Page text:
Underground to Surface Temperature Comparisons
Many argue that our atmosphere is the driving mechanism behind Climate Change, while others dispute this. In order to confirm or refute this claim, the year 2000 was selected for analysis. Temperatures are observed and recorded five feet off the ground along with specific requirements. Although the atmosphere is clearly warming the thermometer, the directional flow is in question and this can be determined through temperature differentiation. Inversions heighten during the night and will rapidly dissipate during the day when the sun rises, so using the low temperatures recorded both above and 1cm below ground would demonstrate the greatest effect supporting any atmospheric warming impact upon the thermometer. Using the known surface temperatures from the Minneapolis International Airport, and the underground data from the University of Minnesota St. Paul Campus Climate Observatory, each month was graphed out.
During the winter months, when the frost sets in, the atmosphere controls surface temperatures. Even when the temperatures drop well below 0F, the soil 1cm beneath the ground maintains an average of 30F. In December, we can see the frost setting in on December 5, 2000. In the end of February a ground inversion occurred and is part of the spring cycle when a warm air mass builds and moves into the region from ground heat. Generally, these are generated in southern locations where heat builds, expands, and swells the atmosphere, and then the trade-winds move this heat across the land. This is part of the normal cycle that is vital for the removal of ground frost every spring. During this period of time the atmosphere controls surface temperatures and is responsible for cooling the earth.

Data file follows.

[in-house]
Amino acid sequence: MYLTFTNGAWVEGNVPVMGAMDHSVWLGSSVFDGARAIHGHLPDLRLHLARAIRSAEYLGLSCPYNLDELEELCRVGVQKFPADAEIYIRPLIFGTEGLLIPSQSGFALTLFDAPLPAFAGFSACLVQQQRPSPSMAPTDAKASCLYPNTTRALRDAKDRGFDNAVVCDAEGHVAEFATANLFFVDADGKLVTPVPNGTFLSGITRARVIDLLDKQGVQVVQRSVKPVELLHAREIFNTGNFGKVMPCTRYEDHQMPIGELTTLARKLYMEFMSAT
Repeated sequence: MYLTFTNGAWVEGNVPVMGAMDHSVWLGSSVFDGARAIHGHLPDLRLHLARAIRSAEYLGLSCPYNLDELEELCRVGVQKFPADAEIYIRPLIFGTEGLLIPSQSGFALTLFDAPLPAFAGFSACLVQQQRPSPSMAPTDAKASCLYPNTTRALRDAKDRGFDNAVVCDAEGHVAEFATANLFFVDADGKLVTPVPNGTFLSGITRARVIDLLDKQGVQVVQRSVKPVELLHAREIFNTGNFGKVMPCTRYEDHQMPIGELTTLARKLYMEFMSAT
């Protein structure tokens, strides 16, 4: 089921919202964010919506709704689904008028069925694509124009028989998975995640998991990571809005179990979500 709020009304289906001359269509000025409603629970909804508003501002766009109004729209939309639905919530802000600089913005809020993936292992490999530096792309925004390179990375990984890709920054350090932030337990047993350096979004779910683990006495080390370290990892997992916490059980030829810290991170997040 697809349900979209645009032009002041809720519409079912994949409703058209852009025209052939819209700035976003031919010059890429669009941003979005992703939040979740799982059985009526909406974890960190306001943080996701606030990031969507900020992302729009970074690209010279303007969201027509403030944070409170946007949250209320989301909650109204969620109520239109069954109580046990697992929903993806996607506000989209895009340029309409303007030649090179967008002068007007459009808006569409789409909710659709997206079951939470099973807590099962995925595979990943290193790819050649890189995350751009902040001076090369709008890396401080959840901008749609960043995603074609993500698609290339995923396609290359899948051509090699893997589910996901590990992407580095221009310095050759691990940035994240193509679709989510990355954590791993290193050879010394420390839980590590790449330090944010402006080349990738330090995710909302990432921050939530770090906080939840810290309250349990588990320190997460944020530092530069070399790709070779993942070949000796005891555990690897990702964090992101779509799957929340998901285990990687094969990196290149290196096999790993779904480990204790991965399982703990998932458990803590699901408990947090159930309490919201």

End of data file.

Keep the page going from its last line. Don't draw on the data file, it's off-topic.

Spring, Summer and Fall
From March through November, a total of 275 days, only 23 nights did the atmospheric temperatures rise to a level greater than the temperature 1cm below the surface soil. Eleven of these days occurred in March, April, May and the first week of June, and twelve in August through November, primarily during the seasonal changes. This indicates that 92% of the time during these months in 2000, heat is rising from the ground warming our world. The atmosphere is unable to maintain enough energy when the night time hours exceed the day time hours resulting in a slow discharge of energy being released out of the soils and winter sets in. When the daytime hours exceed the night time hours, the atmosphere maintains more energy and expands allowing for spring to begin and energy begins to build in the subterranean regions of the continental plates.
Further research was then applied to the Swan Lake Research Farm located near Morris, MN. Temperatures are taken both above and 2" below ground. March 1 through November 30 was analyzed from 1989 to 2017, 4,950 nights. The temperatures above ground were warmer than the region 2" below ground on 477 nights, a total of 9.63%. Never has this occurred in the month of August and only 1% of the time in July and September. April of 2001 was the month with the greatest level of night time ground inversions when 2/3 of the month, 20 days, the air was warmer than the ground.
During these months, water vapor is both a warming and cooling mechanism, with it's cooling generating a far greater effect than it's ability to warm. When these graphs dip in both surface and subterranean temperatures, precipitation is frequently associated with the event. These events clearly result in surface cooling affecting both day and night time temperatures.
Based upon the known laws and common understanding, it is not possible for one environment, such as the atmosphere, to heat another to a temperature greater than itself. This alone excludes the atmosphere as the primary driver for our worlds heat that we feel on the surface and isolates research to the rising ground temperatures.